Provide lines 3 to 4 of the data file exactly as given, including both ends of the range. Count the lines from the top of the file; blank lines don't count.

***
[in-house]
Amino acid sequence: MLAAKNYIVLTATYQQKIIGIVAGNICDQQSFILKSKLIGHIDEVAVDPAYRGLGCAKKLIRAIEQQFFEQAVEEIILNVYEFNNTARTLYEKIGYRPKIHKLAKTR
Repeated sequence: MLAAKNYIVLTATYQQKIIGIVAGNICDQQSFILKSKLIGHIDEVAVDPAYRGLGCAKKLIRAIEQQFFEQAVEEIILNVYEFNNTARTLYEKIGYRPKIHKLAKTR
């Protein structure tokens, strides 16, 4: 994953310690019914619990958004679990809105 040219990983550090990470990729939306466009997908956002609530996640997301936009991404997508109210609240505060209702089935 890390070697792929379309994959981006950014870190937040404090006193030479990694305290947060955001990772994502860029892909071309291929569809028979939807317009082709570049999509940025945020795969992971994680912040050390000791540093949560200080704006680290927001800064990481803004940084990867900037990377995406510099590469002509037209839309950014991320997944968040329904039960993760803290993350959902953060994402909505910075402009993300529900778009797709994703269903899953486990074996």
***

Repeated sequence: MLAAKNYIVLTATYQQKIIGIVAGNICDQQSFILKSKLIGHIDEVAVDPAYRGLGCAKKLIRAIEQQFFEQAVEEIILNVYEFNNTARTLYEKIGYRPKIHKLAKTR
């Protein structure tokens, strides 16, 4: 994953310690019914619990958004679990809105 040219990983550090990470990729939306466009997908956002609530996640997301936009991404997508109210609240505060209702089935 890390070697792929379309994959981006950014870190937040404090006193030479990694305290947060955001990772994502860029892909071309291929569809028979939807317009082709570049999509940025945020795969992971994680912040050390000791540093949560200080704006680290927001800064990481803004940084990867900037990377995406510099590469002509037209839309950014991320997944968040329904039960993760803290993350959902953060994402909505910075402009993300529900778009797709994703269903899953486990074996």